A member asked:
Disclaimer

whats the difference between strabismus and lazy eye? i though they were the same things, but now im reading that theyre not and they can each cause the other. im confused!

2 doctor answers
Dr. Inna Ozerov
22 years experience Ophthalmology
"Lazy : "lazy eye" is a lay term for amblyopia, where one eye is favored over the other by the brain. There are many reasons why this could happen, one of them is the presence of strabismus (eye turn). So you are correct in that strabismus is one of the causes of amblyopia.
Answered on Oct 3, 2016
Dr. Sami Kamjoo
14 years experience Retinal Surgery
Not the same: Strabismus means the eyes are crossed - when eyes are crossed in a young child the brain will get confused and ignore the crossed eye, leading to amblyopia or "lazy eye." other causes of a lazy eye can be a very high prescription in one eye that is asymmetric; again the brain starts to ignore the eye with the high prescription (because the image is blurred) and therefore develops amblyopia.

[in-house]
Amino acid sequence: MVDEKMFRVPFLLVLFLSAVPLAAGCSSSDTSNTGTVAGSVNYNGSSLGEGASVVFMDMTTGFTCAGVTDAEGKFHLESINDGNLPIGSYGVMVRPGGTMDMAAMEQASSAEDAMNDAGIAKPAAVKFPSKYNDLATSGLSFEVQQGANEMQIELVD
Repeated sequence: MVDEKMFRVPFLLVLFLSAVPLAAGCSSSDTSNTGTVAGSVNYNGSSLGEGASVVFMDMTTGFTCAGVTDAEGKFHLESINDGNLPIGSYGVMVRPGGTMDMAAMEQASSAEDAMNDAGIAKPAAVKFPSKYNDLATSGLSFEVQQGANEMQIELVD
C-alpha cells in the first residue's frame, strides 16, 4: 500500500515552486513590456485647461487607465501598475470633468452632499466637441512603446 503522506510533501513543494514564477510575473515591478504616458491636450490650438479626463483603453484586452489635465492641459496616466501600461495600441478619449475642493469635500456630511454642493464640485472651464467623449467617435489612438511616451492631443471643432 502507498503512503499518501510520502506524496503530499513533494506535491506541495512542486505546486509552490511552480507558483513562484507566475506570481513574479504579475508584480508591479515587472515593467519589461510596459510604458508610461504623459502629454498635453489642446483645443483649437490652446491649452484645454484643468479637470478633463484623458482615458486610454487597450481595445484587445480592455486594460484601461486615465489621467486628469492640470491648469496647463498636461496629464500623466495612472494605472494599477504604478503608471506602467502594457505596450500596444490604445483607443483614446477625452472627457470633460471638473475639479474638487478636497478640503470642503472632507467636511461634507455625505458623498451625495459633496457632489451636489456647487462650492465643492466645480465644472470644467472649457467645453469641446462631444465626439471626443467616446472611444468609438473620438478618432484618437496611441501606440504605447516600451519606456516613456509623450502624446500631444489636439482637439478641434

Answered on Jun 15, 2014
1
1 thank

90,000 U.S. doctors in 147 specialties are here to answer your questions or offer you advice, prescriptions, and more. Get help now:

Ask doctors free
Personalized answers
Free
Talk to a doctor
Unlimited visits
$10/month

Related questions:

A 29-year-old member asked:
Dr. Amin Ashrafzadeh
23 years experience Ophthalmology
They can be mutual!: Amblyopia results from the brain not learning how to use the information from the eye. Sources of that may be refraction (glasses), deprivation (eye ... Read More
1
1 thank
A 30-year-old member asked:
Dr. Lerraughn Morgan
8 years experience Pediatrics
Muscle/visual acuity: Lazy eye (aka amblyopia) is reduced visual acuity usually from abnormal development. Strabismus is an imbalance in the muscles of the eye which result ... Read More
4
4 thanks
A 42-year-old member asked:
Dr. Djamchid Lotfi
57 years experience Neurology
A lot: Strabismus is the term used when the eyes do not move exactly synchronously. It is accompanied by double vision. If it is not corrected the brain igno ... Read More
A 27-year-old member asked:
Dr. Richard Rosen
35 years experience Ophthalmology
Yes: Lazy eye (amblyopia) may occur without any evidence of strabismus.

90,000 U.S. doctors in 147 specialties are here to answer your questions or offer you advice, prescriptions, and more. Get help now:

Ask doctors free
Personalized answers
Free
Talk to a doctor
Unlimited visits
$10/month